Deputy foreign minister Tsai Ming-yen to lead NSB

President Tsai Ing-wen (???) announced the first moves of a government reshuffle Thursday with the appointment of Deputy Foreign Minister Tsai Ming-yen (???) as National Security Bureau (NSB) chief, and Lin Chia-lung (???) as secretary-general of the Presidential Office.

Presidential Office spokesperson Xavier Chang (???) said that Tsai Ming-yen, an international relations scholar and former diplomat, had been picked to replace incumbent NSB Director-General Chen Ming-tong (???), who has tendered his resignation.

Chen has been mired in a plagiarism scandal involving his former student, ex-Hsinchu Mayor Lin Chih-chien (???) since August last year.

Tsai Ming-yen, who holds a doctorate in war studies from King’s College London, was appointed Taiwan’s representative to the EU and Belgium in June 2020 and remained in that post until being named deputy foreign minister in August 2022.

Prior to his stint at the Ministry of Foreign Affairs, Tsai Ming-yen took office as deputy secretary-general of the National Security Council (NSC) alongside then-NSC Secretary-General Yen Teh-fa (???) in 2017.

Meanwhile, President Tsai met with the current secretary-general of her office David Lee (???) and Lin Chia-lung Thursday to discuss the handover between the two following the Lunar New Year holiday that will end on Sunday, according to Chang.

Tsai thanked Lee for his service since August 2020 and decided to appoint him as chairman of the Straits Exchange Foundation, a position the veteran diplomat previously held for two months in 2020 before taking on his current position, according to Chang.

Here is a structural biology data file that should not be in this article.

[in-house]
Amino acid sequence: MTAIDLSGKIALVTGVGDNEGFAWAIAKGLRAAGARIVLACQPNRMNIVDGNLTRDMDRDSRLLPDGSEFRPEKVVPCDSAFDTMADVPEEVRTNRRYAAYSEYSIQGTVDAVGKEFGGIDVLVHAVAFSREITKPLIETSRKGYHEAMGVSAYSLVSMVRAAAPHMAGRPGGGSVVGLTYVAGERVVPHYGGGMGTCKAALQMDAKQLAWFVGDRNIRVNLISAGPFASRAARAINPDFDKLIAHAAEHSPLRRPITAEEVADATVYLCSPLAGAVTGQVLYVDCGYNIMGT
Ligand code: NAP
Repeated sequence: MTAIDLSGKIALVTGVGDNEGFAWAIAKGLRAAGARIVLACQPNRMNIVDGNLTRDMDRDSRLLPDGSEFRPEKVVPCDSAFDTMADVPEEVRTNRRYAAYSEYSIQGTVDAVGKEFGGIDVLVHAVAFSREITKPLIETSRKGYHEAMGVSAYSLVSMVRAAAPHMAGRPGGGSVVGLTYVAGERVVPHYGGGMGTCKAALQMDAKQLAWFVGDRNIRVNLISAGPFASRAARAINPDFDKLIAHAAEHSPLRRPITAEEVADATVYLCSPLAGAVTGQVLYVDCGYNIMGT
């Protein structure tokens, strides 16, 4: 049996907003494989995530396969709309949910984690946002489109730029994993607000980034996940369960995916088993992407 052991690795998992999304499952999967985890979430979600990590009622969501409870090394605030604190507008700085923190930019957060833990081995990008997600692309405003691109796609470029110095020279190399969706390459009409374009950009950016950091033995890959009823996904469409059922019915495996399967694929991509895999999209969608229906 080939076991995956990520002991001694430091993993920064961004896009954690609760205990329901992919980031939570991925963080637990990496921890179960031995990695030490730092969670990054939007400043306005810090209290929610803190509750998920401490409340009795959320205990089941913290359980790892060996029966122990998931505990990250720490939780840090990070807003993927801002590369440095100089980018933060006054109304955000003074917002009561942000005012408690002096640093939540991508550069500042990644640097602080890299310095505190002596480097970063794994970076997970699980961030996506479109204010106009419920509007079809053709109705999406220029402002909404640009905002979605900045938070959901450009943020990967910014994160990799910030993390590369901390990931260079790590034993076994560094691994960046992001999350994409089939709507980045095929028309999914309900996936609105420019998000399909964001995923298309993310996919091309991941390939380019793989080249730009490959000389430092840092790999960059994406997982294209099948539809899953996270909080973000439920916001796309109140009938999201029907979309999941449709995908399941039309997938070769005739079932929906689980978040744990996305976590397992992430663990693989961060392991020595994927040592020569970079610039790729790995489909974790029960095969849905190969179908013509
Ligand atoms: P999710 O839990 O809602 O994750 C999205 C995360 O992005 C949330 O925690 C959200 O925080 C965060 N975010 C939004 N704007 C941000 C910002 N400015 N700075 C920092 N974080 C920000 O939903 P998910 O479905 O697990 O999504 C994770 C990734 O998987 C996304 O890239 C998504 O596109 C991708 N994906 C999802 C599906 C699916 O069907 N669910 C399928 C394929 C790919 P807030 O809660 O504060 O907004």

Chang said that the president hoped Lin Chia-lung, a former transport minister and mayor of Taichung, could use his experience in local and central government positions to help advance government policies.

Lin Chia-lung became transport minister on Jan. 14, 2019, remaining in office until April 19, 2021, when he stepped down following a deadly train crash in Hualien County.

He later became an ambassador-at-large to promote digital initiatives in Southeast Asia before running unsuccessfully for mayor in New Taipei in Taiwan’s local government elections in November 2022.

As mayor, Lin Chia-lung tried to deal with Taichung’s air pollution problem by working to cut emissions at the Taichung Power Plant, the largest coal-fired power plant in Taiwan notorious for polluting the area’s skies.

As transportation minister, he convinced Uber to be listed as a commercial vehicle operator rather than as a technology company as Uber had campaigned for.

Source: Focus Taiwan News Channel